Add Handstands To Your Workout
Handstands used to be the exclusive domain of playground children and gymnasts. You probably attempted a fair few as a child, along with cartwheels and jump rope. However, you may have noticed more and more gym goers incorporating handstands into their usual routine.
As well as being fun and feeling like a quirky change of pace, handstands are an excellent addition to a workout program.
Upper Body Blast
Supporting your upper body in a handstand position is a great way to work your arms. They’re great if you are guilty of only working certain upper body muscles. Your wrists and forearms won’t be neglected at all when you embrace the handstand.
The balancing required to keep your handstand steady comes from your core. Handstands are a crash course in keeping your core stable and engaged – if you’ve been lazy with your crunches or Russian twists, you’ll feel the burn the day after your handstands begin!
Your inside thighs and hamstrings are also strengthened as you keep your legs straight and elevated.
Boost Your Blood and Bones
As you go upside down, your diaphragm will stretch and allow an increase of oxygen into your blood flow. This benefits your muscles and major organs. The upside down position also increases blood flow to your upper body.
The strength training involved in handstands also benefits your bones. Your spine, wrists, and shoulders, in particular, will get a boost, and you’ll be less likely to suffer from osteoporosis later in life.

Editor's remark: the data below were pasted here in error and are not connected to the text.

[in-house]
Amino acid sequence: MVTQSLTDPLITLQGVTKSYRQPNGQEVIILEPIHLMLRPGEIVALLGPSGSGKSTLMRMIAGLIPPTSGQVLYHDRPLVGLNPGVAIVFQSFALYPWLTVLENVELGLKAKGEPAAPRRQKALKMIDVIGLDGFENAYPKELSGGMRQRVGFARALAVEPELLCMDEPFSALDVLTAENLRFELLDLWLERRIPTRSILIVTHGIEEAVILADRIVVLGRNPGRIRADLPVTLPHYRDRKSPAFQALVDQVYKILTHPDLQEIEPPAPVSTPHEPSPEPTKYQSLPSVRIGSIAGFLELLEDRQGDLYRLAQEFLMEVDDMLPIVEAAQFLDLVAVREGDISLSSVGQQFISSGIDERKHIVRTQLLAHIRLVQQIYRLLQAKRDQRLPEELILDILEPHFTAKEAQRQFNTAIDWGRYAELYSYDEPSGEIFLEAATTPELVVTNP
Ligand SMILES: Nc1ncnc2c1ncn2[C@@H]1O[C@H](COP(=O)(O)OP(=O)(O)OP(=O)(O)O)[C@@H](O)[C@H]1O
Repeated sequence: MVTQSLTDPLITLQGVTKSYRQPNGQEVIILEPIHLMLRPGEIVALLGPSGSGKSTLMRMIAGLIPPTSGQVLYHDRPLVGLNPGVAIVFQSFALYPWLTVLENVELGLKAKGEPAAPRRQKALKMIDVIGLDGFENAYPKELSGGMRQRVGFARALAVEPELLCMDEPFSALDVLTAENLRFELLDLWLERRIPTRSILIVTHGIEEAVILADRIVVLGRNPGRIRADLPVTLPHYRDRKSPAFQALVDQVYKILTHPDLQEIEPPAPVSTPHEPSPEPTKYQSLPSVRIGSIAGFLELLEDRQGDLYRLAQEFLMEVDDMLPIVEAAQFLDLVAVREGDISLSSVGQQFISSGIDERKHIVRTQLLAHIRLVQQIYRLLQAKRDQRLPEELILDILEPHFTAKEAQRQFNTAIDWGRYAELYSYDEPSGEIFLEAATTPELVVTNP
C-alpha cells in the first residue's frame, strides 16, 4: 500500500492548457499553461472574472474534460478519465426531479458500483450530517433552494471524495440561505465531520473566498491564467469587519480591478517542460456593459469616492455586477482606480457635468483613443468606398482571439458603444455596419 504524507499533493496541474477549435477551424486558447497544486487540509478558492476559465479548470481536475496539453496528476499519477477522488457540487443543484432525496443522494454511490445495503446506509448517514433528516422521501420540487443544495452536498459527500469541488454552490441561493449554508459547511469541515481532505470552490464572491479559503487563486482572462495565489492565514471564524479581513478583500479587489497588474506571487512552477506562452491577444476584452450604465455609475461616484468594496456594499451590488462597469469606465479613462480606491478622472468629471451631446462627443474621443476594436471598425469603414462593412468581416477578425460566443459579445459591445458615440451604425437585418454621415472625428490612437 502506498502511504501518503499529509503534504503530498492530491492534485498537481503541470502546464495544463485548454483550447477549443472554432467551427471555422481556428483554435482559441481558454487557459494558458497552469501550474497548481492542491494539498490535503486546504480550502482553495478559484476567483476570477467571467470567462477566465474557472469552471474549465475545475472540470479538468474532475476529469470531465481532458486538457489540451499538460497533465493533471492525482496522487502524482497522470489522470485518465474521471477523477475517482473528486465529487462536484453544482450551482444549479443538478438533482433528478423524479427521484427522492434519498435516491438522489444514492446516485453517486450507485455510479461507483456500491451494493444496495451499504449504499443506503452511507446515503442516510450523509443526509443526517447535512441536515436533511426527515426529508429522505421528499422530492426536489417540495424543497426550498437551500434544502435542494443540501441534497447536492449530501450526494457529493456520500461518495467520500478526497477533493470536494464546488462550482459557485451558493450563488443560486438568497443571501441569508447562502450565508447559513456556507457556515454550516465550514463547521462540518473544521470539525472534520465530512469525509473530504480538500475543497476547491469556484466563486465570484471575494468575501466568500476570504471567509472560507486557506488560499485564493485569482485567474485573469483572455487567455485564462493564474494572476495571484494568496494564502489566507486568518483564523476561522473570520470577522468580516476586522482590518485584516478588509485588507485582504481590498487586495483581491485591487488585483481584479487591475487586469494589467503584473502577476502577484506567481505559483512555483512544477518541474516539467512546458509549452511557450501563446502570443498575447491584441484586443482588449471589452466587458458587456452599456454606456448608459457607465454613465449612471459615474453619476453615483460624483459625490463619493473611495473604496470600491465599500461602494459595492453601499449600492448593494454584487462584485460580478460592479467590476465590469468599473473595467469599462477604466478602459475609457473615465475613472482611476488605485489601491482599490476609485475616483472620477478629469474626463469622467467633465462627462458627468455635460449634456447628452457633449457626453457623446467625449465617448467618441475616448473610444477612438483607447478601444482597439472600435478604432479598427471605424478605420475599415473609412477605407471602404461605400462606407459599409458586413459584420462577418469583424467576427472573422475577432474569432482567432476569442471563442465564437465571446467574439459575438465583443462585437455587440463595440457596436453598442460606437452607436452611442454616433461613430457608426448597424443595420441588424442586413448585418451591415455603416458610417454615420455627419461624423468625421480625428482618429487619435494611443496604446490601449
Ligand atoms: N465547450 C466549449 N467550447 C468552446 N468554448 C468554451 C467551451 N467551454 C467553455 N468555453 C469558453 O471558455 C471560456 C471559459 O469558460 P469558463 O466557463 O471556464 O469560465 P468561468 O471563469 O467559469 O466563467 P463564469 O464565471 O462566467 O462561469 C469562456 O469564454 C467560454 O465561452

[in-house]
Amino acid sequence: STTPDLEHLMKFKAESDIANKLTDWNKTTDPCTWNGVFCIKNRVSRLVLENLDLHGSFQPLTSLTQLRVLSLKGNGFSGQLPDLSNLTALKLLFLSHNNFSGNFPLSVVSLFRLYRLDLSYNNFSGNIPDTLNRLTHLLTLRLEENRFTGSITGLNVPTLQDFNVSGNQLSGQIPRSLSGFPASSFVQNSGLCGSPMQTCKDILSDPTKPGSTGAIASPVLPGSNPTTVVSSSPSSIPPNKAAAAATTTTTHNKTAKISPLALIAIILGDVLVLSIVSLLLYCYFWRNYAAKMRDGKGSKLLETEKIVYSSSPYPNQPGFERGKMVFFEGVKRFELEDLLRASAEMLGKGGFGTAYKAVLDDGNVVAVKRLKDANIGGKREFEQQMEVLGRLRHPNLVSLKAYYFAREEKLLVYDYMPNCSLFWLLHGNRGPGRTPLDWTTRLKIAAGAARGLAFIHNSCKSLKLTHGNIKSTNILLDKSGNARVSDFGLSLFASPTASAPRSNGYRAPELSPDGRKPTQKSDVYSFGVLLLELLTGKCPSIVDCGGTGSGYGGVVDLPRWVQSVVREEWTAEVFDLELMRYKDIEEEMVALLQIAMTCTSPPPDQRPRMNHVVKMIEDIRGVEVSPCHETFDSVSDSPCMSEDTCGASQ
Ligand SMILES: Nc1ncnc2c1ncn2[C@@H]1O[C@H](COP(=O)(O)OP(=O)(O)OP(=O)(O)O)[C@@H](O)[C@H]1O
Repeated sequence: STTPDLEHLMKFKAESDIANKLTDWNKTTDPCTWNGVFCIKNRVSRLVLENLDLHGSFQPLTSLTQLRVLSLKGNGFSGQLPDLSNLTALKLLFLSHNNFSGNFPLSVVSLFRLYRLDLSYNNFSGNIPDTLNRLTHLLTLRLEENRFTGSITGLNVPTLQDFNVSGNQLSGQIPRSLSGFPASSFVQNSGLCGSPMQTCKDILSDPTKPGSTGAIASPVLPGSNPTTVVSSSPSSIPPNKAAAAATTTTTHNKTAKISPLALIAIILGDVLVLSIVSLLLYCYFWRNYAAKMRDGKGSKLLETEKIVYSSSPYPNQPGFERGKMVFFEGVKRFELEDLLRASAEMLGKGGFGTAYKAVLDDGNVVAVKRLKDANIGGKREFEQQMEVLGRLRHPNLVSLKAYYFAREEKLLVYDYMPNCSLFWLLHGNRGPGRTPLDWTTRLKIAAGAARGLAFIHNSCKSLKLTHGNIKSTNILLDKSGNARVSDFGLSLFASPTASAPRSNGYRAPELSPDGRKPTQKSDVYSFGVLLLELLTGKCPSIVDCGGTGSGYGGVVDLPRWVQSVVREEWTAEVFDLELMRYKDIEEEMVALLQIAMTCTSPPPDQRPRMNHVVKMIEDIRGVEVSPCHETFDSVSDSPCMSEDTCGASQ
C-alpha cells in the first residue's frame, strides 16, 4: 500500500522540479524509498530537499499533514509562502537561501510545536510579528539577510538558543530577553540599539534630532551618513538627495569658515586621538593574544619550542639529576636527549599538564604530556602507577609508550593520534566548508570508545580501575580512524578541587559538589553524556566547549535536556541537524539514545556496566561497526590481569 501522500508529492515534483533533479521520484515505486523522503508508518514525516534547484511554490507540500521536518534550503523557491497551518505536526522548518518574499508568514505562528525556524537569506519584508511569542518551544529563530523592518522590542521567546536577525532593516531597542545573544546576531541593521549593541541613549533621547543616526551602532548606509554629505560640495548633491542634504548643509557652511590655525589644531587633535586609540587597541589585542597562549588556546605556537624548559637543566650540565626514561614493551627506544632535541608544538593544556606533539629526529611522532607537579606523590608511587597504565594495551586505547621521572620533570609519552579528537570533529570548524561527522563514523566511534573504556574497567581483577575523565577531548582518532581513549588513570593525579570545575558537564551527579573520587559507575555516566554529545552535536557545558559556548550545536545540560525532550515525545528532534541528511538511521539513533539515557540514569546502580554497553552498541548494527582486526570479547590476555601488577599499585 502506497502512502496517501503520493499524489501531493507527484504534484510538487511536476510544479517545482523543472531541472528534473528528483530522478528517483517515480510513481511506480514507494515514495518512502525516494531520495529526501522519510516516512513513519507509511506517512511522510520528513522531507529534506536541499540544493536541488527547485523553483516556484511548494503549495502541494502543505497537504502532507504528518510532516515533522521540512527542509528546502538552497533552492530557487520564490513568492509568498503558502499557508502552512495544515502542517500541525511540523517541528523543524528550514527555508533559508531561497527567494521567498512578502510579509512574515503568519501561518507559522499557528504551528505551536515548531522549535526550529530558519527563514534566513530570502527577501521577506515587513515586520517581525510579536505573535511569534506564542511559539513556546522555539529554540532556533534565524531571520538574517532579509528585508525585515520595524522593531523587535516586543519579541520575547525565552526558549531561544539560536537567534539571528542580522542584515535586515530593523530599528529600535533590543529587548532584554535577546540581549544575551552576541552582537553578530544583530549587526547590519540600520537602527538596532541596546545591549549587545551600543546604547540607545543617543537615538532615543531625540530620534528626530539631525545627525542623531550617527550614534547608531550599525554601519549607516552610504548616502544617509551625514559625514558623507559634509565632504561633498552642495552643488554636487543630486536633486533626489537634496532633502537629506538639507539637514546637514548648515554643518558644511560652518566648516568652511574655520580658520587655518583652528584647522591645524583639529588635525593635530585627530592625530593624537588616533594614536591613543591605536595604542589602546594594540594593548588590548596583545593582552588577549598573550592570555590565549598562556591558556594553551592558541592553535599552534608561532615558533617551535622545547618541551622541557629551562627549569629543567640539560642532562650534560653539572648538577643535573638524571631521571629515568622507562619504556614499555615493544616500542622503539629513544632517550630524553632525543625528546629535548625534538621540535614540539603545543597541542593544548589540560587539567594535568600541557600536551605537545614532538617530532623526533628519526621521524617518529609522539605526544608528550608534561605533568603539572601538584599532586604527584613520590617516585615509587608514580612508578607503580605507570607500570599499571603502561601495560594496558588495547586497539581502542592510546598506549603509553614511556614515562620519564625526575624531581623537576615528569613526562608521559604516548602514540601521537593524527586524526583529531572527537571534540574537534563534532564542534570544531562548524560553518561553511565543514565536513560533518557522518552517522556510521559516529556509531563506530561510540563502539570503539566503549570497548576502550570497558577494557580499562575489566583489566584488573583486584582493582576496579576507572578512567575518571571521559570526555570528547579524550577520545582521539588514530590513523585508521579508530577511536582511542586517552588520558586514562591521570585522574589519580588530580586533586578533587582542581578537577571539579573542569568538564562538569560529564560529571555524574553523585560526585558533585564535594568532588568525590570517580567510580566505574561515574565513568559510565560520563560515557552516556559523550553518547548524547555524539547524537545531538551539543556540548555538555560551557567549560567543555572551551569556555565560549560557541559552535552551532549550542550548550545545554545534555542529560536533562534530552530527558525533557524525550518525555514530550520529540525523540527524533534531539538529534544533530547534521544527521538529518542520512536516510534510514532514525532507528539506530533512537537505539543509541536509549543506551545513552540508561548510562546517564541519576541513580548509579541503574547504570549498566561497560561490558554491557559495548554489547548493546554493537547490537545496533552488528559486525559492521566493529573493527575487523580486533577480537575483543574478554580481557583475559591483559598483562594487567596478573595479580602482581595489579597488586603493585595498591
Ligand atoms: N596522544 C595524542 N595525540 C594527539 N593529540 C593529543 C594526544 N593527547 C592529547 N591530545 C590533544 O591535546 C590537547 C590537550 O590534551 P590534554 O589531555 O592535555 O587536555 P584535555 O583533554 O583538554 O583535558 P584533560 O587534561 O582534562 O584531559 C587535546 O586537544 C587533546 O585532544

How do you start doing handstands?
While you may have thrown yourself into handstands at school, as an adult you might want to break things down first. Build up your technique by practicing against a wall for support. Place your hands shoulder width apart near to a wall. Walk your feet closer to your hands and lean forward until you can feel your back against the wall. Engage your core and raise your legs until they are also resting straight on the wall. For your first few attempts you may need a little kick off to get your legs upright.
Hold for around 5 seconds to preserve strength for a few more tries. You can build this up as you go along. Your aim at this point should be lifting and lowering your legs with slow control. As you become more confident, you can attempt the handstand without the wall for support. Make sure you practise in an area with plenty of space for you to fall. If you do feel yourself falling backward, tuck in your head and fall into a safe roll.
You may find it both comforting and helpful to try the different stages out with someone to spot you. Some people also find using a yoga mat more comfortable.
Once you are comfortable on the wall or freestanding, you can add in variations to spice up your new balancing act. Incorporate some upside down push ups, to super charge your upper body workout. You could also work your flexibility and test your balance by relaxing your legs out into as close to splits as you can manage.
Once you open up to the world of handstand workouts, your options are very varied. So get upside down and feel the benefit.